The indifferent summer weather continues but by grabbing the best of the weather we are managing to get out regularly. Colin and team came down Wednesday and we spent a good day on Stanage. We hunted out 10 routes I hadn't done before, though some were rather indifferent! I sat down with the guide and did a tally - I make it 978 routes done on the cliff - so that is 22 to go!

Friday was clear and sunny for the second week in a row so it was back out to Edale and up Crowden Clough, this week the breeze kept the midges at bay. We wandered round the amazing boulderfield of Whipsnade, I photographed the four cliffs I was after, then we trundled back down Jacob's Ladder. Six miles, 1500 feet and 104 shots - another chunk sorted!

Saturday, 9 August 2008

Kinder - a Pleasant Surprise!

A mixture of very hot sweaty days interspersed with periods of rain have been putting me off tackling the photographs of the Kinder cliffs for Western Grit - most of the other areas have been going well, but always there has always been that big, high dark moor lurking in the background! The offers of help with the photography never came to anything (what a surprise!) so as ever, it was down to me and Sherri.

We grabbed the first cool bright day for a few weeks, parked at Edale and trundled up Grindsbrook to the plateau. The walk was pleasant apart from the final steep section of the stream that was thick with clouds of midges that hung in the still air - truly horrible. Fortunately the wind on the rim cleared the little bastards and we enjoyed the walk along the edge, the heather was at it glorious purple best. I photographed Nether Tor and Upper Tor on the way. Two down - plenty more to go!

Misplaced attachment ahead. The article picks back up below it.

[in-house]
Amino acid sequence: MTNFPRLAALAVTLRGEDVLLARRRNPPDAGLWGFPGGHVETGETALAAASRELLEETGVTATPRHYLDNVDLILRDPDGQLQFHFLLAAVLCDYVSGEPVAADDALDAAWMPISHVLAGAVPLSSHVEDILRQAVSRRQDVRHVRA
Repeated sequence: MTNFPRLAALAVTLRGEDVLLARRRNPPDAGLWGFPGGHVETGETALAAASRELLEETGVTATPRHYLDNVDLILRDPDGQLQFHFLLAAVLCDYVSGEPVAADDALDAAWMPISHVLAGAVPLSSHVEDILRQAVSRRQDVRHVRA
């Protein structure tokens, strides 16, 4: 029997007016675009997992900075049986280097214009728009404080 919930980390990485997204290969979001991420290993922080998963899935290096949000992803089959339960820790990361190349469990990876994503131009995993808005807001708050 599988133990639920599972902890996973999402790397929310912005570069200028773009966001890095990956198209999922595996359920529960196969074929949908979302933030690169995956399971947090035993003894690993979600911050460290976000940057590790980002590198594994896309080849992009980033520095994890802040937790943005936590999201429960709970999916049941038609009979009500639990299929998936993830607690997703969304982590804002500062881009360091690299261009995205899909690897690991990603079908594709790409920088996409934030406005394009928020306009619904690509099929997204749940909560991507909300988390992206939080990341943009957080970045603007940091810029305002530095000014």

Wednesday, 6 August 2008

Three (***) Stars

We (myself, Dave and Steve) had set off for Wimberry, but once over the hill, the clouds were lowering and there were spots of rain in the wind. We stopped below Alderman for me to get a crag shot and it looked so inviting we decided to head up there without further ado. Dave and Steve had never visited the place and I had done precious little there. The grind was soon over and we zipped up Great Slab, two pitches and three stars (at least in my guide!), the first a pleasant and mild slab, and the second a steep strenuous and tough jamming crack. 
I did a bit of soloing, then we skidded back to the car in heavy shower and tootled round to the interestingly named Running Hill Pits, a series of quarries above Diggle. I have climbed there a few times over the years but had never done THE low grade classic - Plumbline VS 4c. Steve dispatched it in good style, Dave and myself nipped up it (superb actually) then we toured the rest of the quarries so I could photograph them for the new Western Grit.